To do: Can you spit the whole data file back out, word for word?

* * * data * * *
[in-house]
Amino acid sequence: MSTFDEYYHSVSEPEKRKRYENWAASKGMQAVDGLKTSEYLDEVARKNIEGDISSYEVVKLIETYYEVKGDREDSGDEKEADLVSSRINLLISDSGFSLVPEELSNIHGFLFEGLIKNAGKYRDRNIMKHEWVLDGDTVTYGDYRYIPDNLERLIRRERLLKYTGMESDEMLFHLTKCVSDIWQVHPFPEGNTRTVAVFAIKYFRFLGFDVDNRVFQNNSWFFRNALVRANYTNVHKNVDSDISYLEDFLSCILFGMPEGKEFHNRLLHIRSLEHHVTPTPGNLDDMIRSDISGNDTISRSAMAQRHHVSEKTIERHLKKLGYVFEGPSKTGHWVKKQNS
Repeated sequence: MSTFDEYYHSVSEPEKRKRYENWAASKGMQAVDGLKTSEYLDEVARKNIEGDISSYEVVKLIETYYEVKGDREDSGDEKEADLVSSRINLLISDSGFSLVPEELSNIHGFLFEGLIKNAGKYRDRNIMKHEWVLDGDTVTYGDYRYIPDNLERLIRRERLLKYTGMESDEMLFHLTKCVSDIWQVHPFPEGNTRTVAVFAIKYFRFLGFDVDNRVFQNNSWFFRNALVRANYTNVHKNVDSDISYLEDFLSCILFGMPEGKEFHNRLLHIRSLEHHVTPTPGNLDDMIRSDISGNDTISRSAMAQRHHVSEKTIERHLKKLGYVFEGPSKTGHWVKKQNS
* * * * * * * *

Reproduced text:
[in-house]
Amino acid sequence: MSTFDEYYHSVSEPEKRKRYENWAASKGMQAVDGLKTSEYLDEVARKNIEGDISSYEVVKLIETYYEVKGDREDSGDEKEADLVSSRINLLISDSGFSLVPEELSNIHGFLFEGLIKNAGKYRDRNIMKHEWVLDGDTVTYGDYRYIPDNLERLIRRERLLKYTGMESDEMLFHLTKCVSDIWQVHPFPEGNTRTVAVFAIKYFRFLGFDVDNRVFQNNSWFFRNALVRANYTNVHKNVDSDISYLEDFLSCILFGMPEGKEFHNRLLHIRSLEHHVTPTPGNLDDMIRSDISGNDTISRSAMAQRHHVSEKTIERHLKKLGYVFEGPSKTGHWVKKQNS
Repeated sequence: MSTFDEYYHSVSEPEKRKRYENWAASKGMQAVDGLKTSEYLDEVARKNIEGDISSYEVVKLIETYYEVKGDREDSGDEKEADLVSSRINLLISDSGFSLVPEELSNIHGFLFEGLIKNAGKYRDRNIMKHEWVLDGDTVTYGDYRYIPDNLERLIRRERLLKYTGMESDEMLFHLTKCVSDIWQVHPFPEGNTRTVAVFAIKYFRFLGFDVDNRVFQNNSWFFRNALVRANYTNVHKNVDSDISYLEDFLSCILFGMPEGKEFHNRLLHIRSLEHHVTPTPGNLDDMIRSDISGNDTISRSAMAQRHHVSEKTIERHLKKLGYVFEGPSKTGHWVKKQNS